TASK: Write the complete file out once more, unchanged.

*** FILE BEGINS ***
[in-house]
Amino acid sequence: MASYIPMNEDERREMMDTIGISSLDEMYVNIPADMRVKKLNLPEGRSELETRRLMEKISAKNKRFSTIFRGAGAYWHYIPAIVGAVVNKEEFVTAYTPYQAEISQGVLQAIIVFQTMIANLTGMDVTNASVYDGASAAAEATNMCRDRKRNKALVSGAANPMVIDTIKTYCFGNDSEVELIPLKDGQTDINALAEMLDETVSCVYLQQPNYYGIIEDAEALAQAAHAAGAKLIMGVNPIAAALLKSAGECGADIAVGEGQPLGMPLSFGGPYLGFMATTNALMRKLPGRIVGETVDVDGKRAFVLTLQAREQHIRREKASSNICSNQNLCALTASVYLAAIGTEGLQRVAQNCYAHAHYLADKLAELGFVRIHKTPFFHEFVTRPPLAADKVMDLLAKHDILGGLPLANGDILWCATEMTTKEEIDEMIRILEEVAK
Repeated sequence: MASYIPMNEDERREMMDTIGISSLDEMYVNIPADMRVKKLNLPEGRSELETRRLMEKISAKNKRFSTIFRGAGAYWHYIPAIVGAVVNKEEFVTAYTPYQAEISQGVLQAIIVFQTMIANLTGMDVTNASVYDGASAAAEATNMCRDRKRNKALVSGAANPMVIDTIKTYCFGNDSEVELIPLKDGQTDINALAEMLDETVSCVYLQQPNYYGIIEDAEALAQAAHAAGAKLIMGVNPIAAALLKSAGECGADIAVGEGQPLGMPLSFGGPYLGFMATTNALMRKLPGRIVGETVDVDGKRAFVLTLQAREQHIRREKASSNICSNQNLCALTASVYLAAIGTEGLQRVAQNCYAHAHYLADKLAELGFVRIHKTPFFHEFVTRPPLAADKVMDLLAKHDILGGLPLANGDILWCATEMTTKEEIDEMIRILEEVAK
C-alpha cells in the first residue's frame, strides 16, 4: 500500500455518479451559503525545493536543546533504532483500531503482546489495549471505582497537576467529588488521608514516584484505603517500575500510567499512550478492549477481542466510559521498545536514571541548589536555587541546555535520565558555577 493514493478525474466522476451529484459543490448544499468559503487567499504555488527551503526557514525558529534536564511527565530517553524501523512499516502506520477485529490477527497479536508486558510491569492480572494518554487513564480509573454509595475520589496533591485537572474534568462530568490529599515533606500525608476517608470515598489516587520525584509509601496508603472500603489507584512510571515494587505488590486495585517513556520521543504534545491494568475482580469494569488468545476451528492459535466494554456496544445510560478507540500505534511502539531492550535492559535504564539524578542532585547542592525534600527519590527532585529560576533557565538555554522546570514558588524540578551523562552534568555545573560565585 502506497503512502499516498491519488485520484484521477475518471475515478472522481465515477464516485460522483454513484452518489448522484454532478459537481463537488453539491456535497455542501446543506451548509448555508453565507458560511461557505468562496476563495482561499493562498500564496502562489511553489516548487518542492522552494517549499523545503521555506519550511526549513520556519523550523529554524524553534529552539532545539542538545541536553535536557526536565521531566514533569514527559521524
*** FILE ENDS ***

[in-house]
Amino acid sequence: MASYIPMNEDERREMMDTIGISSLDEMYVNIPADMRVKKLNLPEGRSELETRRLMEKISAKNKRFSTIFRGAGAYWHYIPAIVGAVVNKEEFVTAYTPYQAEISQGVLQAIIVFQTMIANLTGMDVTNASVYDGASAAAEATNMCRDRKRNKALVSGAANPMVIDTIKTYCFGNDSEVELIPLKDGQTDINALAEMLDETVSCVYLQQPNYYGIIEDAEALAQAAHAAGAKLIMGVNPIAAALLKSAGECGADIAVGEGQPLGMPLSFGGPYLGFMATTNALMRKLPGRIVGETVDVDGKRAFVLTLQAREQHIRREKASSNICSNQNLCALTASVYLAAIGTEGLQRVAQNCYAHAHYLADKLAELGFVRIHKTPFFHEFVTRPPLAADKVMDLLAKHDILGGLPLANGDILWCATEMTTKEEIDEMIRILEEVAK
Repeated sequence: MASYIPMNEDERREMMDTIGISSLDEMYVNIPADMRVKKLNLPEGRSELETRRLMEKISAKNKRFSTIFRGAGAYWHYIPAIVGAVVNKEEFVTAYTPYQAEISQGVLQAIIVFQTMIANLTGMDVTNASVYDGASAAAEATNMCRDRKRNKALVSGAANPMVIDTIKTYCFGNDSEVELIPLKDGQTDINALAEMLDETVSCVYLQQPNYYGIIEDAEALAQAAHAAGAKLIMGVNPIAAALLKSAGECGADIAVGEGQPLGMPLSFGGPYLGFMATTNALMRKLPGRIVGETVDVDGKRAFVLTLQAREQHIRREKASSNICSNQNLCALTASVYLAAIGTEGLQRVAQNCYAHAHYLADKLAELGFVRIHKTPFFHEFVTRPPLAADKVMDLLAKHDILGGLPLANGDILWCATEMTTKEEIDEMIRILEEVAK
C-alpha cells in the first residue's frame, strides 16, 4: 500500500455518479451559503525545493536543546533504532483500531503482546489495549471505582497537576467529588488521608514516584484505603517500575500510567499512550478492549477481542466510559521498545536514571541548589536555587541546555535520565558555577 493514493478525474466522476451529484459543490448544499468559503487567499504555488527551503526557514525558529534536564511527565530517553524501523512499516502506520477485529490477527497479536508486558510491569492480572494518554487513564480509573454509595475520589496533591485537572474534568462530568490529599515533606500525608476517608470515598489516587520525584509509601496508603472500603489507584512510571515494587505488590486495585517513556520521543504534545491494568475482580469494569488468545476451528492459535466494554456496544445510560478507540500505534511502539531492550535492559535504564539524578542532585547542592525534600527519590527532585529560576533557565538555554522546570514558588524540578551523562552534568555545573560565585 502506497503512502499516498491519488485520484484521477475518471475515478472522481465515477464516485460522483454513484452518489448522484454532478459537481463537488453539491456535497455542501446543506451548509448555508453565507458560511461557505468562496476563495482561499493562498500564496502562489511553489516548487518542492522552494517549499523545503521555506519550511526549513520556519523550523529554524524553534529552539532545539542538545541536553535536557526536565521531566514533569514527559521524